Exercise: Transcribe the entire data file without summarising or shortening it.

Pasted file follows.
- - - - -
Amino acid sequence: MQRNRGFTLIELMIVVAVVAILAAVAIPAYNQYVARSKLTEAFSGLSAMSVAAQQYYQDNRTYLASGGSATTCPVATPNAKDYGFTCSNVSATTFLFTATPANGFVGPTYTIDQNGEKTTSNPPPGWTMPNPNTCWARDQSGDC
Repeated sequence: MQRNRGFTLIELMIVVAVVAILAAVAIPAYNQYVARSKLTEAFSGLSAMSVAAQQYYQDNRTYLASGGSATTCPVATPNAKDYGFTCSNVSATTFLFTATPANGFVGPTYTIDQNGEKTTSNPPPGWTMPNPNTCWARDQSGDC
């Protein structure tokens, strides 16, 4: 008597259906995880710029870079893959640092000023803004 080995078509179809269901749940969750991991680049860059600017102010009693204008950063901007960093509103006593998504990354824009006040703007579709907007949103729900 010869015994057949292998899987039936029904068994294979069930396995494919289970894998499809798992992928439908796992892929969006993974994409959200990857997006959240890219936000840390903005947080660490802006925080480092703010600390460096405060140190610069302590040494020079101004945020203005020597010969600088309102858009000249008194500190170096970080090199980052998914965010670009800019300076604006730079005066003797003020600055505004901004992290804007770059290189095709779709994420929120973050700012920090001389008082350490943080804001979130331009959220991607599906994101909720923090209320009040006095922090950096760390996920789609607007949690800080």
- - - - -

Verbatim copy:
Amino acid sequence: MQRNRGFTLIELMIVVAVVAILAAVAIPAYNQYVARSKLTEAFSGLSAMSVAAQQYYQDNRTYLASGGSATTCPVATPNAKDYGFTCSNVSATTFLFTATPANGFVGPTYTIDQNGEKTTSNPPPGWTMPNPNTCWARDQSGDC
Repeated sequence: MQRNRGFTLIELMIVVAVVAILAAVAIPAYNQYVARSKLTEAFSGLSAMSVAAQQYYQDNRTYLASGGSATTCPVATPNAKDYGFTCSNVSATTFLFTATPANGFVGPTYTIDQNGEKTTSNPPPGWTMPNPNTCWARDQSGDC
């Protein structure tokens, strides 16, 4: 008597259906995880710029870079893959640092000023803004 080995078509179809269901749940969750991991680049860059600017102010009693204008950063901007960093509103006593998504990354824009006040703007579709907007949103729900 010869015994057949292998899987039936029904068994294979069930396995494919289970894998499809798992992928439908796992892929969006993974994409959200990857997006959240890219936000840390903005947080660490802006925080480092703010600390460096405060140190610069302590040494020079101004945020203005020597010969600088309102858009000249008194500190170096970080090199980052998914965010670009800019300076604006730079005066003797003020600055505004901004992290804007770059290189095709779709994420929120973050700012920090001389008082350490943080804001979130331009959220991607599906994101909720923090209320009040006095922090950096760390996920789609607007949690800080």